I just read an article I believe the ideas are a step in the right direction. We need to start thinking differently on how to combat this epidemic.
Another thought, the process to get off heroin, opiates is a nightmare. There are only a few select clinics and doctors you can see and they provide you with 2 limited choices. Suboxone or Methadone.
Suboxone is an opioid blocker, it blocks your receptors. If you take it too close to using you get violently ill. You need to be at least 48 hours since you last used in order to start taking it. Most addicts I know have a hard time lasting that long, the mental anguish from opiate withdrawal is twisted. The anxiety, sweats, muscle spasms and overall discomfort is torture. By 48 hours all of this has kicked in along with running nose, hot and cold chills, your so weak you can’t hold your arms up long enough to brush your teeth or comb your hair. And you know in that little part of your brain that you can make it all go away instantly, or even better add euphoria to the picture, it’s tough to resist.
But if you can get to that point and get on Suboxone, I believe it is the best way to get off opiates.
There is still more of a downside to Suboxone. Most cases you have to go to the pharmacy every day to get your dose. That’s fine for the unemployed sure. But when I was working and addicted to Fentanyl that didn’t seem like an option. So you manage to get into one of the very few clinics where you can get this prescription. It takes 1-2 hours to get you into the system and you find out there is a monthly fee of about $60-75, also most insurance companies won’t cover a daily dispense. They cover 1 day of the week you pay the rest, and they aren’t able to bill it all at once and dispense the dose after, so medical coverage is useless. You end up paying the monthly fee as well as daily for your dose. It actually adds up quick and becomes a very hectic, expensive ordeal.
Another pitfall is if you have any other addiction issues, say marijuana or cocaine, you aren’t allowed carries. So it’s to the pharmacy you go every day for your dose and to the doctor once a week. If you are good, keep your nose clean, you can eventually after a month or two of daily dose dispensing, get to take it home. That is what we call, carries. It will only be for 1 or 2 weeks, to see if you can be trusted then you have to see your doctor again. If you’re working I want you to think about this for a moment. All the time you have to spend going to the pharmacy and to the doctors office. That is a whole lot of time you need to take off. Probably worry about what excuse to use.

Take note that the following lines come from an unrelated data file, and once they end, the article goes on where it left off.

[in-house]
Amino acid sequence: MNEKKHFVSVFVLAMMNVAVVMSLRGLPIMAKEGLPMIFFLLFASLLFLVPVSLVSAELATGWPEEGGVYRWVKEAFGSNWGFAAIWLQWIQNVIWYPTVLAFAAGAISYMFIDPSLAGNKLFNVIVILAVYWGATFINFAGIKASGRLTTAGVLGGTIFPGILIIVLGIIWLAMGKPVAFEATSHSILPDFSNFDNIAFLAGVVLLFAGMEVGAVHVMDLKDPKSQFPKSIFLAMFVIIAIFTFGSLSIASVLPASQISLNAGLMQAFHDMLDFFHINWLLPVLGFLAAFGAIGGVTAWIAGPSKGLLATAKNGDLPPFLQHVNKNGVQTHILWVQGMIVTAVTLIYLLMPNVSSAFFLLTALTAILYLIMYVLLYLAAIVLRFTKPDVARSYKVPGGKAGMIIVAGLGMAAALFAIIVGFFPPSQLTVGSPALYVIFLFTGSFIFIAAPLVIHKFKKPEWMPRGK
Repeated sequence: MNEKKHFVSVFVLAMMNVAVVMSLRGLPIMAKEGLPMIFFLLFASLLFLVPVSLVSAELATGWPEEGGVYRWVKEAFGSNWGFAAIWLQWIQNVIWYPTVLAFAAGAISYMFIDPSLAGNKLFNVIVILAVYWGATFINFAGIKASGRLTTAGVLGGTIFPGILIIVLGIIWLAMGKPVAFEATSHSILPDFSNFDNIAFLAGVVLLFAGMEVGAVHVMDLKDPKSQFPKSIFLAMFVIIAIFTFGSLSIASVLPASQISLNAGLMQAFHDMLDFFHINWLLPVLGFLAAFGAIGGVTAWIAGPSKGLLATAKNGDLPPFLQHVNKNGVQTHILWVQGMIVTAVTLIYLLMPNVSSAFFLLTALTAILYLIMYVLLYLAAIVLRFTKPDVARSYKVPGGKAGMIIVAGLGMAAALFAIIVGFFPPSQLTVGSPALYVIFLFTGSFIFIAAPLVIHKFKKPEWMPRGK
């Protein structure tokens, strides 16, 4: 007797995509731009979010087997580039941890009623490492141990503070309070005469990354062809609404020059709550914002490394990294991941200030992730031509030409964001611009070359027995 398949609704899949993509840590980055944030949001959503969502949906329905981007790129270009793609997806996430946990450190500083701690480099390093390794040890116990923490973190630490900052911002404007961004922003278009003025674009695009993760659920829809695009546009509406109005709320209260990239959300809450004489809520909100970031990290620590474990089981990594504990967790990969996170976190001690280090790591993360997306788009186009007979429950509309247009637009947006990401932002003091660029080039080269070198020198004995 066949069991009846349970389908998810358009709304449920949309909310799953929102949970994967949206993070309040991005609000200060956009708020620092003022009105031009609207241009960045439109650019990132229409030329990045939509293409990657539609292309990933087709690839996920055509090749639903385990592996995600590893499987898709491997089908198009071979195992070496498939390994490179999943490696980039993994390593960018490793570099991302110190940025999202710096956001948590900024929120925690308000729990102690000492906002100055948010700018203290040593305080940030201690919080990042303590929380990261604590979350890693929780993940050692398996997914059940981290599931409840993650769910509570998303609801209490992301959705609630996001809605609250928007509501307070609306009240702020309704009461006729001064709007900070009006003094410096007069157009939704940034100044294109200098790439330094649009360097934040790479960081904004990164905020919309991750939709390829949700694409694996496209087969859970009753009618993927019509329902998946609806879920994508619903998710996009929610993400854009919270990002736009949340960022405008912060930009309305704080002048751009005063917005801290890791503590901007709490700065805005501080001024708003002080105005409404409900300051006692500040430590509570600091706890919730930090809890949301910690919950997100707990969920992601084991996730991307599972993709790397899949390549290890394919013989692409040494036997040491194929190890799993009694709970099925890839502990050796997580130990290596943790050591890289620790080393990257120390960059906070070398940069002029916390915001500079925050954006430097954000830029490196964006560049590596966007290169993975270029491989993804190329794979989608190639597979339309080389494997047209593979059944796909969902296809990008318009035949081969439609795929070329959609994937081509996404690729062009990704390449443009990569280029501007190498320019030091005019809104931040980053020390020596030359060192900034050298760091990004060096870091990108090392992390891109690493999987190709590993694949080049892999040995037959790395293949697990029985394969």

And Methadone, the other option. From what I have seen over the past 15 years of being in and out of addiction in most cases people taking methadone abuse it. They take too much or use while they are on it. At least with Suboxone you can’t technically use while taking it. Methadone I’ve heard is harder to come off of then opiates. And like Sub has the hassles and stipulations. It does however work for lots of people too. And I’m all for any option that helps reduce and eliminate.
I don’t understand why other options aren’t available. Like fentanyl patches, or slow release oxy. There are other ways to lower your usage. I think that we should explore these other avenues. They could potentially work for some people.
In the beginning I tried to get off, I went from 5 Oxy80mg (fake actually made with fent) a day to just 1 Oxy80 spread out over 4 days. From there I got a script for 10mg slow release oxy and quit. I only felt mild discomfort for 3-4 days. It was doable. (Unfortunate events occurred in my life. I was attacked and my best friend murdered at random, another story soon to come.)
In the midst of my using I was fortunate to come across a fent patch. I slapped that on and went 3 days without the grind. Without getting sick or scrounging for more, it was a nice break. Why these aren’t used as options for management or tapering?
To finish, I think there are so many areas to improve. Give more options for tapering and make it easier to access them. Way more people would get help if the help was easier to get.